Well-meaning neighbors and acquaintances decided to take the beggar who could now see to the Pharisees, lovers of God’s word and purifiers of the people. Truth to tell, many Pharisees were also teachers of the law, rabbis, and scribes. Each were careers that overlapped well with the Pharisee sect and mind-frame.

The Sanhedrin itself was a mix of Pharisees and Sadducees. Scholars are not agreed on what the balance probably was. Some say Sadducees because they were overall wealthy supporters of the Roman empire, adherents to the traditional religion centered around the temple. They were also often chosen to be the chief priest.

Others say Pharisees because they seemed to have so much influence in Judea, and particularly in Jerusalem and in temple politics. The people favored the Pharisees, who had sought to apply God’s word and law to every possible aspect of life, every possible eventuality.

Either way, it was to the authority of the Pharisees this little band chose to go, inadvertently stirring up a controversy.

Why the Conflict?

John 9:14 explained where the conflict was going to come from. Jesus had broken the oral laws concerning the Sabbath in three ways:

  • There was a specific law that forbade people from spitting on the ground in case they might make mud, which would be considered work.
  • There was a specific law against giving medical aid on the Sabbath except to prevent death. It was acceptable, even necessary, to keep the person stable, but it was not permitted to let the person get better until the next day.
  • There was also a specific law forbidding the use of spit, since it was considered to have medicinal properties.

Issues Concerning the Sabbath

Now because it was the Sabbath, the Pharisees could not convene a court, and anyway, this was all happening “real-time,” not planned out at all. But the Pharisees were all ears when it came to Jesus breaking another one of their laws.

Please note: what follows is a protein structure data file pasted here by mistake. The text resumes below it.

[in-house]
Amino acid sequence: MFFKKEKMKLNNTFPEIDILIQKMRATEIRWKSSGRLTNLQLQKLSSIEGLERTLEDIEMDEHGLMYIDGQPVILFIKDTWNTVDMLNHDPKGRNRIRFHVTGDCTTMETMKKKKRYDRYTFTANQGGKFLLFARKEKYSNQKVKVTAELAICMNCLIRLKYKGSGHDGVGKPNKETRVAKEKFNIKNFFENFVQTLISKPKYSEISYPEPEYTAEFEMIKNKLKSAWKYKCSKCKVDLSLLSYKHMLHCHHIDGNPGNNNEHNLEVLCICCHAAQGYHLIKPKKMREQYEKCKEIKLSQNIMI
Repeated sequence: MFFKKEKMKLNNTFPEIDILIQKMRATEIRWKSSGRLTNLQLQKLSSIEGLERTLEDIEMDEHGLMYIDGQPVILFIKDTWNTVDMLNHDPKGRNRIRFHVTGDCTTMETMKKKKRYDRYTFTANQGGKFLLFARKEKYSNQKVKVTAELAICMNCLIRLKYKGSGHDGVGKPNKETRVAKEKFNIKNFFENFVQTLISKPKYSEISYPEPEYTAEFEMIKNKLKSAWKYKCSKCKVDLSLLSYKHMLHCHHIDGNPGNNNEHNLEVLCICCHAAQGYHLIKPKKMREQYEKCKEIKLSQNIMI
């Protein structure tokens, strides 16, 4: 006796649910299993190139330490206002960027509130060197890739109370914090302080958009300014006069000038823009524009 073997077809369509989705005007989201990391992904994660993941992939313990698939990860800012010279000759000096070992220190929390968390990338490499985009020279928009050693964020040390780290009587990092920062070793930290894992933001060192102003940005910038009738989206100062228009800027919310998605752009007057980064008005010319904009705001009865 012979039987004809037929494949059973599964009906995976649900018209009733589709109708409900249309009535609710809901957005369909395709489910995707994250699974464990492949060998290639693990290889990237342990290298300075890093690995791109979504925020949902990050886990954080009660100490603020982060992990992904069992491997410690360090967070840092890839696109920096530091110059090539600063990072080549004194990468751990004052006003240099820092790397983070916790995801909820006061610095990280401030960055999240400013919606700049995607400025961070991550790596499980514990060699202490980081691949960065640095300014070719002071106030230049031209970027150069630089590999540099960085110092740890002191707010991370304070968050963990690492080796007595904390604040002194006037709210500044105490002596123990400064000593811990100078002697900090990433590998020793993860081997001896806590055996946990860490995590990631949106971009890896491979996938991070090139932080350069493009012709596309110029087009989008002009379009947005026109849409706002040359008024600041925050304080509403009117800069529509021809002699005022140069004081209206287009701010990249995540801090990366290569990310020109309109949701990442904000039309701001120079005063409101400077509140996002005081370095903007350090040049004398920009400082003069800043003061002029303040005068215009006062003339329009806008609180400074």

So in John 9:15 the Pharisees pressed the man to tell them the exact details.

By this time it seems everyone was talking around the elephant in the room. The “healer” was Jesus. Was Jesus a sinful man? Or was Jesus a prophet? His name is not mentioned in this chapter until the man’s parents arrive. But it is clear everyone meant him when they were talking.

As the man stood there and listened to them argue, the Pharisees took up one side while the little group took up the other. Remember that back in chapter 8 some of the onlookers had believed Jesus. Now these same local people recognized this miracle for what it was.

The Pharisees, however, recognized the real dilemma for them.

It had been the Pharisee sect’s fervent aim to purify the people, to finally live by God’s law fully and for real, so they might once again live in the land as their inheritance, as in the days of old. That God might be their king, and Israel’s theocracy be once more established, under the Messiah.

But, if this was from God, then their Sabbath rules, their hundreds of years of extra traditions and laws that they had said were from God, were in jeopardy of being in error. That meant they themselves would be in error for enforcing them.

This alternative was unthinkable. What other rules might be proven in error? Would all their work, their fervent, passionate commitment been not of God? In vain?

It would totally undermine their power and authority, their respected position among the people. And it would strip away all they had thought was true, all the had taught was true. They absolutely could not entertain the idea. Instead they insisted there was no way this could be from God. The healer was a sinner for breaking the Sabbath ordinances.

They were one-issue thinkers. Everything boiled down to whether or not it matched up with their interpretations and extra writings. In a sense, God had to do it their way, or they would refuse to accept or acknowledge God.